The Chronicle’s story about the new Pew Research Center survey on American attitudes toward higher education displays a photo of Middlebury College students turning their backs on Charles Murray at the March 2 protest that culminated in assaults on Murray and Professor Allison Stanger.
The photo deftly captures the essence of the Pew report. The survey of 2,504 adults found a dramatic shift in the percentage of Republicans who see colleges and universities having "a positive effect on the way things are going in the country." The finding has been widely reported: In just two years, Republicans have flipped from a majority (54 percent) saying higher education has a positive effect on the country, to a majority (58 percent) saying the opposite.
I am heartened by the news. It has taken a lot to break through the complacency of these voters. In my role as head of the National Association of Scholars, I’ve given speeches at countless grassroots events, written or published hundreds of articles, and spent hours on talk radio in an effort to persuade ordinary Americans that something is terribly amiss in higher education. The Pew survey suggests that at least some people have begun to listen.
Of course, the real credit for this turnaround goes to those students at Middlebury and their counterparts at dozens of other colleges and universities. It goes to Melissa Click, the professor who was caught on video saying, "I need some muscle over here!" to expel a student reporter from a protest at the University of Missouri in November 2015. And it goes to college presidents such as Hiram Chodosh, at Claremont McKenna; Peter Salovey, at Yale; and Laurie Patton, at Middlebury whose fecklessness in the face of students’ outrageous violations of the norms of the academic community has shaken public confidence in higher education’s basic ability to provide an environment where ideas can be freely debated.
I wouldn’t want to leave out the debt to Kate Aronoff, the student leader at Swarthmore College whose activist group, Mountain Justice, took over a board meeting. Swarthmore’s president at the time, Rebecca Chopp, later called for dialogue, to which Ms. Aronoff replied by way of headline, "F*** Your Constructive Dialogue." [Asterisks are mine.]
That was in May 2013, and while I doubt that many of the Pew responders called it to mind, it was a key moment in the breaking of the dams that had restrained the self-indulgent crudity and swinishness of students who impose their own views on their communities. President Chopp’s half-hapless, half-obliging handling of the situation was also a forerunner of the behavior of the throng of college presidents who make an art form of acquiescence.
My thanks to all the social-justice warriors, race hustlers, faculty ideologues, and administrative enablers who have brought about this change in public opinion. I couldn’t have done it without you.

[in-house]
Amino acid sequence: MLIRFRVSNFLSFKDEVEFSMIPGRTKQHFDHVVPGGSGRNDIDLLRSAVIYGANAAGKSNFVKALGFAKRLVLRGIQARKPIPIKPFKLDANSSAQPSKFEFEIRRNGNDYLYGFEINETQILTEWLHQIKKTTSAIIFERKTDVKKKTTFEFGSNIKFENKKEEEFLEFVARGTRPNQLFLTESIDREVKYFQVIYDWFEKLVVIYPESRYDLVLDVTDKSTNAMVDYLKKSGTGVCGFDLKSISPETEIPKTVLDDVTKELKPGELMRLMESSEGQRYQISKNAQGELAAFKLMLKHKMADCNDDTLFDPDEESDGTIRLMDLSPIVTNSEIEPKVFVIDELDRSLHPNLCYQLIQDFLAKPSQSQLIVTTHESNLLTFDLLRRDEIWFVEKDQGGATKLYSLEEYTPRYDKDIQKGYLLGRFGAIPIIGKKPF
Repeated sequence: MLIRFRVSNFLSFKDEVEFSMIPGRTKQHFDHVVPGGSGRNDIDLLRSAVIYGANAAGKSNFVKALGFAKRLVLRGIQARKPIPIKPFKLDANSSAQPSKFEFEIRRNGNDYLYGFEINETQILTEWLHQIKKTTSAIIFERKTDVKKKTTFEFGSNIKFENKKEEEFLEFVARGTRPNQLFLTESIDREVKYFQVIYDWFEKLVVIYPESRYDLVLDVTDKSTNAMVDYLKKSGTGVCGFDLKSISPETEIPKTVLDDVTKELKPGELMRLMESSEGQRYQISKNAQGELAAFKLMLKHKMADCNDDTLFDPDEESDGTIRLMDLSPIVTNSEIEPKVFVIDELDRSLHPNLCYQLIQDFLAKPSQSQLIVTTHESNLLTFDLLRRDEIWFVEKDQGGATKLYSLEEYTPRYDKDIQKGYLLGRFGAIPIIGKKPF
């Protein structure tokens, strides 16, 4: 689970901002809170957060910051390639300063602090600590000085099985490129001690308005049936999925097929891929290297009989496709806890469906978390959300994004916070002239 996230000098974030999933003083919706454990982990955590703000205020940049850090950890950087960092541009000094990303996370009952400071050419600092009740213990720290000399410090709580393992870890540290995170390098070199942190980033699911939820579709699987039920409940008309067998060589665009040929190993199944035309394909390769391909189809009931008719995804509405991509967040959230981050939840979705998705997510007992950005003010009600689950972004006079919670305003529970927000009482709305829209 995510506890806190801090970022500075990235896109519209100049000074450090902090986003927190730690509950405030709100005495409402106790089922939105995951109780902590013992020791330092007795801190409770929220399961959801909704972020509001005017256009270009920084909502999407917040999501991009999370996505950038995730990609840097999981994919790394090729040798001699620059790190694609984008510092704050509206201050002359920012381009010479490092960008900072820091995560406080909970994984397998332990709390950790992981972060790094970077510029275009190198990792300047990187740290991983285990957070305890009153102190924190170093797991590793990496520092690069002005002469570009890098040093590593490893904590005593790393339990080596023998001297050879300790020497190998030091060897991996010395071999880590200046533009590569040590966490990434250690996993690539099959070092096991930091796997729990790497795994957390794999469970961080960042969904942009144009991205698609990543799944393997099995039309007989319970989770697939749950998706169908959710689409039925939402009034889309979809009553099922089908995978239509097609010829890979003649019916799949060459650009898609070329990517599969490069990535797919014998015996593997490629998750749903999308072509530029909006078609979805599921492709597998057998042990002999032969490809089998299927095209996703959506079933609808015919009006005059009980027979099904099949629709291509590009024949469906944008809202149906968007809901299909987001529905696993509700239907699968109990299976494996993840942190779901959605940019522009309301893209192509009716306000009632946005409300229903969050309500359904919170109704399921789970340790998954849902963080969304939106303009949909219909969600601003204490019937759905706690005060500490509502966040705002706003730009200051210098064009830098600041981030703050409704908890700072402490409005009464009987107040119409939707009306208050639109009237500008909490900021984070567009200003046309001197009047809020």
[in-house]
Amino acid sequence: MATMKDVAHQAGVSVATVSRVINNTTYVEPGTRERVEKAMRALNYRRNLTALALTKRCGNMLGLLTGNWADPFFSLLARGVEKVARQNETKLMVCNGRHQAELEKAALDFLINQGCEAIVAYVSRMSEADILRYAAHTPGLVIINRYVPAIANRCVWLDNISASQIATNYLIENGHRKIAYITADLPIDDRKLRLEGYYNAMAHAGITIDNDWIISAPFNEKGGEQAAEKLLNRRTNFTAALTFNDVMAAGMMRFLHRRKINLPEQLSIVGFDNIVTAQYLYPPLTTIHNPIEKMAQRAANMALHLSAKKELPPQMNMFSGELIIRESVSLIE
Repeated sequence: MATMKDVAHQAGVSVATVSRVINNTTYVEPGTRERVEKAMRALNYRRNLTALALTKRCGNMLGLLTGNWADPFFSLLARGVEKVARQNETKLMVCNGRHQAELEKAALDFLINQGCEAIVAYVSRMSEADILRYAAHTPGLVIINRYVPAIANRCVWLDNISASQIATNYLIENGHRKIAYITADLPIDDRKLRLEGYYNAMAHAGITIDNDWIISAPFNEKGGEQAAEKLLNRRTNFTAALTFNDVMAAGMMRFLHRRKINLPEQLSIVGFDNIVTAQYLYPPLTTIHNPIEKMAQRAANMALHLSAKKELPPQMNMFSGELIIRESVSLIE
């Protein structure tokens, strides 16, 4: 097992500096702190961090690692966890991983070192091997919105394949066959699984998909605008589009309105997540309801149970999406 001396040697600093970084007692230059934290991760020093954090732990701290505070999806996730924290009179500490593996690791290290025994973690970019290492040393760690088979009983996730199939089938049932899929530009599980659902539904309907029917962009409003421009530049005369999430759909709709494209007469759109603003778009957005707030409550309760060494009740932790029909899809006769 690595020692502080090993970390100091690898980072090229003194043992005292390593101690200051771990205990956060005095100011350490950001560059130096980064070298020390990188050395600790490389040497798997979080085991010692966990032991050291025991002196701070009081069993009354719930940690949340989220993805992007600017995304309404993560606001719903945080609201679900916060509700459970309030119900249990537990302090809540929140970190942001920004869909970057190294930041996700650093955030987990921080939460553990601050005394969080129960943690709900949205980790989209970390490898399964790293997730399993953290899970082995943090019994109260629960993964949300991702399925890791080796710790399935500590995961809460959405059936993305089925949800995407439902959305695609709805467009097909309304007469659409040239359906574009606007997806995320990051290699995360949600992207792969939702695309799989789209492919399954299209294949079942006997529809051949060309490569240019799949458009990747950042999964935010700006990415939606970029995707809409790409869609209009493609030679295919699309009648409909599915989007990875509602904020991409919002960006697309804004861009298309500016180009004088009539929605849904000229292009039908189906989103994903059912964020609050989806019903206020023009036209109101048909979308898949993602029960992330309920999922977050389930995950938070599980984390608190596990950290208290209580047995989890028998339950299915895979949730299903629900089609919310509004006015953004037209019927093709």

But I don’t want to organize a victory parade on the basis of one small poll taken in the wake of several years of really atrocious behavior.
The Pew question demands a gestalt answer, and the gestalt answer for me is that American higher education, taken all in all, has put itself in opposition to America’s best principles, its most admirable aspirations, its open-mindedness, and its capacity to a create a generation of worthy civic and political leaders. That opposition has public consequences, the most important of which is the malformation of students who mistake their anger for clear thinking and who have developed contempt for their country and their countrymen.
Anger and contempt will, of course, be met with anger and contempt, and what colleges and universities have provided is a radical intensification of our partisan divide.
The parallel question about Democrats matters at least as much. Why are only 28 percent of Democrats in the Pew poll worried about higher education’s effect on the future of the country? Shortsightedness. It might be energizing to believe that the university is wholly on your political side, but the danger of raising a generation steeped in the politics of resentment, power for its own sake, and loathing of intellectual disagreement ought to alarm liberals. This can come to no good end.
Our colleges and universities may get some things right — even that is disputable — but they are getting civic education wrong. They are graduating students whose "activism" is rooted in an odd conjunction of utopian wish and apocalyptic fantasy. A significant portion of those campus activists are nihilistic, bitter, mean-spirited, and, of course, self-righteous. Their worst impulses, those impulses to put the pursuit of power ahead of the desire to learn, are encouraged by the identity politics of the faculty and the expediency of college administrators.
The Pew poll suggests far more than it can plausibly show. It suggests that Republican voters have at last begun to relinquish their fond hope that our colleges and universities are, despite numerous defects, still a net good for the United States. The exorbitant costs, the student-debt crisis, the immolation of the humanities, the trivialization of much of the curriculum, the turn to making an accusation of "sexual harassment" into proof of guilt — none of that was enough to cancel the patience of conservatives with an institution they are by nature inclined to love. But Middlebury? Taken in company with the other such fiascoes, yes, that was enough.
Peter Wood is president of the National Association of Scholars.